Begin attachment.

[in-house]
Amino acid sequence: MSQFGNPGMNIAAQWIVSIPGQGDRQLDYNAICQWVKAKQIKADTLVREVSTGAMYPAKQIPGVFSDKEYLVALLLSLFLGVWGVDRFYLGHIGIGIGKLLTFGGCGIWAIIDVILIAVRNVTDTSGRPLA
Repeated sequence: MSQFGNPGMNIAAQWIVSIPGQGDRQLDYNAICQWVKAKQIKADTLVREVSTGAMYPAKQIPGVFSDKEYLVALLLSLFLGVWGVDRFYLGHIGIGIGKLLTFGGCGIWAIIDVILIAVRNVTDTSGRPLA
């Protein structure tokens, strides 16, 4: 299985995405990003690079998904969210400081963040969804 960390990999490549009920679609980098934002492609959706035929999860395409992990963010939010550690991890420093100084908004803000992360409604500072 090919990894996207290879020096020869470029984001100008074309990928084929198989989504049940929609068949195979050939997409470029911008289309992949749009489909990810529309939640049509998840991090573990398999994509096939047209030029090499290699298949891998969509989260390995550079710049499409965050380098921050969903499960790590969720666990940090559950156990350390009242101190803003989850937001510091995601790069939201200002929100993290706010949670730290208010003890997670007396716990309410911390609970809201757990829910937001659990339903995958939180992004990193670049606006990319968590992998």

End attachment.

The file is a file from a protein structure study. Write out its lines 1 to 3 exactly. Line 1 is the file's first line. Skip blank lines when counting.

[in-house]
Amino acid sequence: MSQFGNPGMNIAAQWIVSIPGQGDRQLDYNAICQWVKAKQIKADTLVREVSTGAMYPAKQIPGVFSDKEYLVALLLSLFLGVWGVDRFYLGHIGIGIGKLLTFGGCGIWAIIDVILIAVRNVTDTSGRPLA
Repeated sequence: MSQFGNPGMNIAAQWIVSIPGQGDRQLDYNAICQWVKAKQIKADTLVREVSTGAMYPAKQIPGVFSDKEYLVALLLSLFLGVWGVDRFYLGHIGIGIGKLLTFGGCGIWAIIDVILIAVRNVTDTSGRPLA